What is going on in Europe is as significant as the outcome is uncertain. Think about it: the European governments have agreed to simply confiscate 7-10% of their citizens’ savings in order to avoid another unpopular bailout.

How this will play out in coming days, weeks or months is anybody’s guess. Super Mario does not have whatever it takes to prevent people from taking care of their savings. I don’t know what will happen next. All I know is that the risk/reward equation as per the Rule of 20 is about even if the downside is limited to the 200-day m.a.. However, if we return to 15 on the Rule of 20 scale, that is a 19% slide to 1260.


Better be safe than sorry. Don’t forget, earnings have stalled which means that this market is essentially fueled by P/Es. Investor confidence is very fickle, especially when few can really comprehend what is going on. Ambrose Evans-Pritchard paints the current picture:

One’s first reflex is to gasp at the stupidity of the EU policy elites, but truth is that most EU officials handling the Cyprus crisis know perfectly well that their masters have just set the slow fuse on a powder keg – and they can only pray that it is slow.

The decision to expropriate Cypriot savers – even the poorest – was imposed by Germany, Holland, Finland, Austria, and Slovakia, whose only care at this stage is to assuage bail-out fatigue at home and avoid their own political crises. (…)

The EU creditor states have at a single stroke violated the principle that insured EU bank deposits of up $100,000 will be guaranteed come what may, and in doing so they have more or less thrown Portugal under a bus.

They appear poised to seize large sums from Russian banks – €1.3bn from state-owned VTB alone, and therefore from the Kremlin – prompting the condign riposte from Vladimir Putin that the action is “unfair, unprofessional and dangerous.”

They have demonstrated that the rhetoric of EMU solidarity is just hot air, that they will not force their own taxpayers to share a single cent of clean-up costs for the great joint venture of monetary union – in which northern banks, insurers, pension funds, and indeed governments, were complicit. (…)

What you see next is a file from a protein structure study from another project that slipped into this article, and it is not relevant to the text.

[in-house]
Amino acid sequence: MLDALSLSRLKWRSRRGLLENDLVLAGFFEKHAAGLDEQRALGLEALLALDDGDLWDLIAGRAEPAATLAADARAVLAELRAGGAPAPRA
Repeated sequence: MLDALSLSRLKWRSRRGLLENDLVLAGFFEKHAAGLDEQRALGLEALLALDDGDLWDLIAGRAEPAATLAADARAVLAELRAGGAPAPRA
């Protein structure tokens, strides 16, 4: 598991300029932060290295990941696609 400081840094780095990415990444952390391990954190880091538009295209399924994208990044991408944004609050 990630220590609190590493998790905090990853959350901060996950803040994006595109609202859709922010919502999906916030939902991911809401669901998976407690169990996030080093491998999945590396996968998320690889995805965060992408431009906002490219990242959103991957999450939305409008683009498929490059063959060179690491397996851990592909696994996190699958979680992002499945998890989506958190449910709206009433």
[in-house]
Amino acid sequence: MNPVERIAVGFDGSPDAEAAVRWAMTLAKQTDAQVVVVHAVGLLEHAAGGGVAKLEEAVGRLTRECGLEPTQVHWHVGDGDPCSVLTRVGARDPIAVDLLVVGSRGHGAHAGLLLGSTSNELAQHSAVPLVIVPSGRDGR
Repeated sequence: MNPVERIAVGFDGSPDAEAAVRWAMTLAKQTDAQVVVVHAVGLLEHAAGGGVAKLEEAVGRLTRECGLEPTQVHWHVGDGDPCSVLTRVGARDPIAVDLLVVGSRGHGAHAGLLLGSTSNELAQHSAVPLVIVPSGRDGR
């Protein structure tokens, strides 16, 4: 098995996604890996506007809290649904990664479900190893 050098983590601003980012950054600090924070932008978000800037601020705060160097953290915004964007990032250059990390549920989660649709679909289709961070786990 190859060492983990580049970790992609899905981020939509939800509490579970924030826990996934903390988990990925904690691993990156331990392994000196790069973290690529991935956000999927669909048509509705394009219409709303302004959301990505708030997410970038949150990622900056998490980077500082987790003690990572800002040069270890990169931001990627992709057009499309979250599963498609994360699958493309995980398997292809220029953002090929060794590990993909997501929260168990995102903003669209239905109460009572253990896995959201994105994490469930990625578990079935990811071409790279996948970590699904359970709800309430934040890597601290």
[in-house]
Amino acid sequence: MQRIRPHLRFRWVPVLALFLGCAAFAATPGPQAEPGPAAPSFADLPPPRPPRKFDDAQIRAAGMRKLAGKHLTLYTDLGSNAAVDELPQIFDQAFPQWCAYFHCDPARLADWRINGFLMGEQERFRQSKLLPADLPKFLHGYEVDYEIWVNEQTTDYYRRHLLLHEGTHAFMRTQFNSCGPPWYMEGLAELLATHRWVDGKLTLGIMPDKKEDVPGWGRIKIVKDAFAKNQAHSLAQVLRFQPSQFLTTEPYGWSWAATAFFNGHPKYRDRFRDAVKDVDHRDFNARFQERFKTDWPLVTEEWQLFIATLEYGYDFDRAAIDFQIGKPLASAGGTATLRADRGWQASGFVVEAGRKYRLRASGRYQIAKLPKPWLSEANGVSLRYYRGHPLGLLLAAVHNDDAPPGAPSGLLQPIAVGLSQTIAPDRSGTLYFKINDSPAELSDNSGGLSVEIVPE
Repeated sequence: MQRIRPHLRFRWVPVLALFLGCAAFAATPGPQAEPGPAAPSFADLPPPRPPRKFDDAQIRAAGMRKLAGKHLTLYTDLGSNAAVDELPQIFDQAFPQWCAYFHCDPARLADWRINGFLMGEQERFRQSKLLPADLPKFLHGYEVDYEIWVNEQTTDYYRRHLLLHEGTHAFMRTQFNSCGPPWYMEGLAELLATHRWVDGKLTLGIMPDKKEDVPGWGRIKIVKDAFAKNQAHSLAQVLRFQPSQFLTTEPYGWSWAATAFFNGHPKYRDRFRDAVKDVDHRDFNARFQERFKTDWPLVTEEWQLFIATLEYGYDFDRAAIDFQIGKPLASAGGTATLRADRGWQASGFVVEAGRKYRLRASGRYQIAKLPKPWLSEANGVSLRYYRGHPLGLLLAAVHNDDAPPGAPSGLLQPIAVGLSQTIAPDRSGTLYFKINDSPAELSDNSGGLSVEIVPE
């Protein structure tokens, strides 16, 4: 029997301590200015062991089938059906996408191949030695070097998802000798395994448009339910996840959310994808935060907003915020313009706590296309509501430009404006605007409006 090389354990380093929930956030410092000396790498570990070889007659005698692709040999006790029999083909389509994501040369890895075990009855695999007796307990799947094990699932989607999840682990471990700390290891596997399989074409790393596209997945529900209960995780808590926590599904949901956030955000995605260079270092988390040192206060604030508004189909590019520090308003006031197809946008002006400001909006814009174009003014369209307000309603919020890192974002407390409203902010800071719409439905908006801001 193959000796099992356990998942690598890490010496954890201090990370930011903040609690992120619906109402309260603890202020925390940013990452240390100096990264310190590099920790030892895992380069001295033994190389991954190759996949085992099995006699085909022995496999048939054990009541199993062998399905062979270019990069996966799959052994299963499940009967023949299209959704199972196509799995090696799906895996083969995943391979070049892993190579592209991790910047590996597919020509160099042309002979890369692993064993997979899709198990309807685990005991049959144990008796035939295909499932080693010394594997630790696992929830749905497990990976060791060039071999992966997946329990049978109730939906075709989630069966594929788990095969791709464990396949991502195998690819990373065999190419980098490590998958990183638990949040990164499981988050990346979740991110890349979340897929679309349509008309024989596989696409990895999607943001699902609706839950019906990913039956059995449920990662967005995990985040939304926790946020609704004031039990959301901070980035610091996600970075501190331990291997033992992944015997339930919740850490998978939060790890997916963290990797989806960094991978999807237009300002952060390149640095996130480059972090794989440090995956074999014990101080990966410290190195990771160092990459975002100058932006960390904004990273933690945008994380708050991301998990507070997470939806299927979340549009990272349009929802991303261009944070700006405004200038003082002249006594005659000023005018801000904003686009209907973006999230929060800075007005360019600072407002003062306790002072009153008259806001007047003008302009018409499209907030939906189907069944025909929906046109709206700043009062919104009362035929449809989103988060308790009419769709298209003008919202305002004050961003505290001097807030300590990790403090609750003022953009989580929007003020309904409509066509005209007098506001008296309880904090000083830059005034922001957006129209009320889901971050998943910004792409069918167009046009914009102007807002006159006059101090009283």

What is clear is that Angela Merkel will not risk defeat in the elections in September by ceding a single vote to Social Democrats determined to hold her feet to the fire over a bail-out for “Russian oligarchs, money-launderers, and tax evaders” in Cyprus, or by ceding votes to the new anti-euro party Alternative fur Deutschland. She will look after her own political interests, and all the rest is humbug. (…)

It is far from clear that the ECB backstop for Italy still exists, given that there is no compliant government in Rome able to meet the rescue conditions.

Portugal is not safely out of the woods. Its slump has been deeper than expected. Its debt dynamics are nearing the danger zone faster than feared. Citigroup, Nomura, and many others think it almost certain that Portugal will need a second rescue, and probably debt-restructuring. What happens then? Are savers going to wait patiently for their own scalping as this becomes clearer?

As for Spain, we learn from leaks in the Spanish press that officials from the ECB and the Commission warned Eurogroup ministers that the raid on Cypriot savers posed a grave contagion risk to Spanish banks, threatening to set off deposit runs. (…)



  1. Spot on. Thanks Denis. The markets have cried wolf many times to the point that there is hardly any reaction. One of these times (maybe not this one?) the wolf really will show up.

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